The headlines this week read, “Bert Tatham will be home for Christmas.”
The young man from Collingwood, Ontario, had been held in prison in the United Arab Emirates and had served 9 months of a 4 year sentence on drug charges. Suddenly, this week, he was granted amnesty at the order of the ruler of Dubai, in honour of the high Islamic holiday of Eid.
This started me thinking; what if we searched our hearts every year before Christmas for someone to whom we could give the gift of forgiveness?
Of course I know we’re supposed to do this all the time, but sometimes there is a “lurker” in our hearts; someone whose particular nastiness seems to warrant absolution from the rule. This happened to me a while ago. I would think that I had forgiven, but not really, because I would see the person and all of the emotions would bob to the surface like a cork swimming float.
I was finally helped by a passage not usually applied to the topic of forgiveness. It was through Matthew 25: 37-40 that I saw that by releasing the person from my anger and resentment—I was “doing for the least” of people something that God would accept as being done to him.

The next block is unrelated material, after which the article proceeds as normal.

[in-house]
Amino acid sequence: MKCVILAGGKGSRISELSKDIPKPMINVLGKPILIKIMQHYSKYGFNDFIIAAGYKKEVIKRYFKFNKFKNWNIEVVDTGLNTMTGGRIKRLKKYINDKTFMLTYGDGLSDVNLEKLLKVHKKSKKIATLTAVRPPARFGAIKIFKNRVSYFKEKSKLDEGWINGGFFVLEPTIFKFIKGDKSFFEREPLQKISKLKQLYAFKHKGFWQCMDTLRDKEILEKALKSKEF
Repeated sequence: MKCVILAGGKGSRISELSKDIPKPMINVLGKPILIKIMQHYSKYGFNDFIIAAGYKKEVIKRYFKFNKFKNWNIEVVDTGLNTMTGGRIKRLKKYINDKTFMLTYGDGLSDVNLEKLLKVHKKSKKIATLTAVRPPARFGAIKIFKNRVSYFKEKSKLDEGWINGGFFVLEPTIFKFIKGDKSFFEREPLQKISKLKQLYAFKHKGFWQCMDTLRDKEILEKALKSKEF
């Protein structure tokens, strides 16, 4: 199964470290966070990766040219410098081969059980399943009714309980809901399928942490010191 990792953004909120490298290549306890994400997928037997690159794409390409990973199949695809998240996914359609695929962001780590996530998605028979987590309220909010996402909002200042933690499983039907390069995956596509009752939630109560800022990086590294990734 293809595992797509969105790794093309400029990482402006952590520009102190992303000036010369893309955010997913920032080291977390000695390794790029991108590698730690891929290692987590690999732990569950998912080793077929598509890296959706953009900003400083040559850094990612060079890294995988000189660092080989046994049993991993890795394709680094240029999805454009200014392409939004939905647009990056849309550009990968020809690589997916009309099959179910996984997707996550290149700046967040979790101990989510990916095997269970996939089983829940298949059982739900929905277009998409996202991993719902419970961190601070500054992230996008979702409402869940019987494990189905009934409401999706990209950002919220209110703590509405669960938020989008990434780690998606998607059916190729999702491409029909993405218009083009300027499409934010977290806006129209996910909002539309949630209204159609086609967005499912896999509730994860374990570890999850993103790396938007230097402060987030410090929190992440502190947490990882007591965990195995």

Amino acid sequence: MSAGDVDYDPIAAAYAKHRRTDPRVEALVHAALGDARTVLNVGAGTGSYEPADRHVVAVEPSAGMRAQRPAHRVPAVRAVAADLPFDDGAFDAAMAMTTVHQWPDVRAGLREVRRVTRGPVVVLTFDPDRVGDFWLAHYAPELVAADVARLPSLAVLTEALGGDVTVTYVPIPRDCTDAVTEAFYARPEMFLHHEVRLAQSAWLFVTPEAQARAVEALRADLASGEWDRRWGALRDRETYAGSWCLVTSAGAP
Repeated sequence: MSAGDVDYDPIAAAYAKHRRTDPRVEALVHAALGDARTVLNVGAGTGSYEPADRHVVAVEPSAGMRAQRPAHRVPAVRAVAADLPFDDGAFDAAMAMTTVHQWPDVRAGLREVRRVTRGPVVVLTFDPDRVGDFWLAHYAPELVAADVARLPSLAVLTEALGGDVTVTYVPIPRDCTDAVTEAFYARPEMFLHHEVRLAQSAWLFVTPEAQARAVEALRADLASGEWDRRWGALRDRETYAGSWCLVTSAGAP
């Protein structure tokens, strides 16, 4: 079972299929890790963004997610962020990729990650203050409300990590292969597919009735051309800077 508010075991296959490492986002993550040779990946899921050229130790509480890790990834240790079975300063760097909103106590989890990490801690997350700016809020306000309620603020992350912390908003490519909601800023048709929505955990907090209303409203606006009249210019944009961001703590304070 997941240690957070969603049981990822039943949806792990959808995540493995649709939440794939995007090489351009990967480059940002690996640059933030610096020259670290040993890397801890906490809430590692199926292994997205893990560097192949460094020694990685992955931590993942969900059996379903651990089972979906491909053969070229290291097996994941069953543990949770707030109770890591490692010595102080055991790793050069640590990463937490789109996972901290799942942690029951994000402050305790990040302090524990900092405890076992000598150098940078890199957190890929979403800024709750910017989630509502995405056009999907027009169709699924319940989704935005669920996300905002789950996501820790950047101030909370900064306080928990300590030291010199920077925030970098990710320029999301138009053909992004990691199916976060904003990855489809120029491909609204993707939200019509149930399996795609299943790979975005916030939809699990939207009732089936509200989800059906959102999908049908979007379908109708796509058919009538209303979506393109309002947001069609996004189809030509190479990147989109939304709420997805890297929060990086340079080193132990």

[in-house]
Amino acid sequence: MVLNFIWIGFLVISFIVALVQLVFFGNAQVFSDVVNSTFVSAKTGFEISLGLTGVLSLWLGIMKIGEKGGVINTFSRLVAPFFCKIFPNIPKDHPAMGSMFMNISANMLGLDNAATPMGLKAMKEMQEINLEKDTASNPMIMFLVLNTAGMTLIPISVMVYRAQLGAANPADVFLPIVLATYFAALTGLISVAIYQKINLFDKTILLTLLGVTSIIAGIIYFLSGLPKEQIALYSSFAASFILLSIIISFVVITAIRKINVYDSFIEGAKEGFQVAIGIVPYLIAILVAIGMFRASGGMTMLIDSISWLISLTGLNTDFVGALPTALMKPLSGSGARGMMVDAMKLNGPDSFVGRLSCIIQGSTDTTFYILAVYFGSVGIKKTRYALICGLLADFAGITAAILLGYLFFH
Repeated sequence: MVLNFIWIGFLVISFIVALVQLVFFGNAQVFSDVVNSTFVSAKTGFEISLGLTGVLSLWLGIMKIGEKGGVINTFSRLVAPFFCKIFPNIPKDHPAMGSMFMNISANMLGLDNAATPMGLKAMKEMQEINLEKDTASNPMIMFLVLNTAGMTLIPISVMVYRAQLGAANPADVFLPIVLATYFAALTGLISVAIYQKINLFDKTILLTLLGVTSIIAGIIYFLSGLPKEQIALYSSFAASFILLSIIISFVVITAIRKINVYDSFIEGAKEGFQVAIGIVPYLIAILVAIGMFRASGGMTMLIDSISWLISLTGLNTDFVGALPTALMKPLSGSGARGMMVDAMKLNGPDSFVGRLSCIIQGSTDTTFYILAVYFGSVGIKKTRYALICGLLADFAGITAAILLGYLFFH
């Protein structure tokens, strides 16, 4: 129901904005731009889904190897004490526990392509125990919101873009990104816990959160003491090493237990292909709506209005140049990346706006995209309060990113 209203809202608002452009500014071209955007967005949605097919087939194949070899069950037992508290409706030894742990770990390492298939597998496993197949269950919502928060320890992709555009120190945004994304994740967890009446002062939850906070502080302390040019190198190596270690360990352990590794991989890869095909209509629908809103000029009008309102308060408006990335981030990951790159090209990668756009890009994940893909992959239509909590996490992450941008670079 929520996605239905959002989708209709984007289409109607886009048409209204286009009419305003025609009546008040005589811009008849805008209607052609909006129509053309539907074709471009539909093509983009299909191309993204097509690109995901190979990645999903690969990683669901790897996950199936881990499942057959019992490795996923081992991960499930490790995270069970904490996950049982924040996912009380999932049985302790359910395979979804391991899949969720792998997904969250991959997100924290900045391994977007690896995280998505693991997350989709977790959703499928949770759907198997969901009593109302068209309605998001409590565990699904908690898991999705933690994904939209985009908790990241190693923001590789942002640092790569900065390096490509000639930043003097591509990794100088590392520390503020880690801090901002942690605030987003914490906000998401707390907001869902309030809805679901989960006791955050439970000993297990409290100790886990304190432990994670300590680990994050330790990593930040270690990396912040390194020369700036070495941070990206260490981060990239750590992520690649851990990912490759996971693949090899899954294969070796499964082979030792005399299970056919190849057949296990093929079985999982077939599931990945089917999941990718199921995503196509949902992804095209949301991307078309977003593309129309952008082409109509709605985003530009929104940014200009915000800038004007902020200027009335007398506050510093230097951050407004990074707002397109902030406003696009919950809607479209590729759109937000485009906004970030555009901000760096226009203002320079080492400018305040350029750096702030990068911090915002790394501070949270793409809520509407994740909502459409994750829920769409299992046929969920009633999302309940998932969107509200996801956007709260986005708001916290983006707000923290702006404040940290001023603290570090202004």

God does not need our forgiveness but he did take our sin on himself on the cross. By releasing this person, I saw that I was removing a bit of the pain of the world’s hatred that Jesus bore. In forgiving the person, I was doing something for him. Maybe this only makes sense to me, but it affected me deeply. I remember weeping as I let go of the feelings I had towards my adversary. The tears were like a cleansing river flowing through my soul.
This morning I watched little skit at the wonderful Christmas concert at our grandchildren’s school. Mary and Joseph stood beside a small wooden manger in which lay a bundled baby Jesus. Mary told Joseph of a mysterious dream she’d had. She said that in the dream, people in the future were celebrating their son’s birthday. She described a strange celebration in which people brought a tree—yes a tree—into the house, and decorated it with shiny things. People gave each other gifts, she told Joseph, but there were no gifts at all for their son and many people did not even know the one whose birthday they were celebrating.
Forgiving someone would be a way of giving a real gift to Jesus. What about joining me in a new tradition; searching for someone to “set free?”
Matthew 25:37-40 (New International Version)
37"Then the righteous will answer him, 'Lord, when did we see you hungry and feed you, or thirsty and give you something to drink? 38When did we see you a stranger and invite you in, or needing clothes and clothe you? 39When did we see you sick or in prison and go to visit you?'
40"The King will reply, 'I tell you the truth, whatever you did for one of the least of these brothers of mine, you did for me.'